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Hoffmann, R. A wiki for the life sciences where authorship matters. Nature Genetics (2008)

Protein import into subsarcolemmal and intermyofibrillar skeletal muscle mitochondria. Differential import regulation in distinct subcellular regions.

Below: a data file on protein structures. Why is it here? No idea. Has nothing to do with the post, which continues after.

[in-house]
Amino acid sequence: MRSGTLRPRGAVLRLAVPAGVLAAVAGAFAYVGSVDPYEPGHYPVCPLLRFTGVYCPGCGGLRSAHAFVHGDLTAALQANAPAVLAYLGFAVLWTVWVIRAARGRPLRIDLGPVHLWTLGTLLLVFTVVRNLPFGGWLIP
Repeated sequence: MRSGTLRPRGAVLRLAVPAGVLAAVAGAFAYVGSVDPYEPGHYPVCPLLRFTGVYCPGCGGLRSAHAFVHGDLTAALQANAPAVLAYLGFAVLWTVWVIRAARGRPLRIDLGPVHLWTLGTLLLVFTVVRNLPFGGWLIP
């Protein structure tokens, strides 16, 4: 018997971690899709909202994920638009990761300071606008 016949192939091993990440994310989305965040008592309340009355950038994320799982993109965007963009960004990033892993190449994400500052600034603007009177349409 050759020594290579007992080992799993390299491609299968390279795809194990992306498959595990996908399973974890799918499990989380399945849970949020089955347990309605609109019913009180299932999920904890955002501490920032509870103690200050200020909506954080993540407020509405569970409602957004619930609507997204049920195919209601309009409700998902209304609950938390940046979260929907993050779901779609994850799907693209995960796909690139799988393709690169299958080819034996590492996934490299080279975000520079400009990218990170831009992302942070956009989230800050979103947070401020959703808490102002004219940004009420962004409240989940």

To date, no studies have described the import of proteins in mitochondria obtained from skeletal muscle. In this tissue, mitochondria consist of the functionally and biochemically distinct intermyofibrillar (IMF) and subsarcolemmal (SS) subfractions, which are localized in specialized cellular compartments. This mitochondrial heterogeneity in muscle could be due, in part, to differential rates of protein import. To evaluate this possibility, the import of precursor malate dehydrogenase and ornithine carbamyltransferase proteins was investigated in isolated IMF and SS mitochondria in vitro. Import of these was 3-4-fold greater in IMF compared with SS mitochondria as a function of time. This could account for the higher malate dehydrogenase enzyme activity in IMF mitochondria. Divergent import rates in IMF and SS mitochondria likely result from a differential reliance on various components of the import pathway. SS mitochondria possess a greater content of the molecular chaperones hsp60 and Grp75, yet import is lower than in IMF mitochondria. On the other hand, adriamycin inhibition studies illustrated a greater reliance on acidic phospholipids (i.e. cardiolipin) for the import process in SS mitochondria. Matrix ATP levels were 3-fold higher in IMF mitochondria, but experiments in which ATP depletion was performed with atractyloside and oligomycin illustrated a dissociation between import rates and levels of ATP. In contrast, a close relationship was found between the rate of ATP production (i.e. mitochondrial respiration) and protein import. When respiratory rates in IMF and SS mitochondria were equalized, import rates in both subfractions were similar. These data indicate that 1) import rates are more closely related to the rate of ATP production than the steady state ATP level, 2) import into IMF and SS mitochondrial subfractions is regulated differently, and 3) mitochondrial heterogeneity within a cell type can be due to differences in the rates of protein import, suggesting that this step is a potentially regulatable event in determining the final mitochondrial phenotype.[1]


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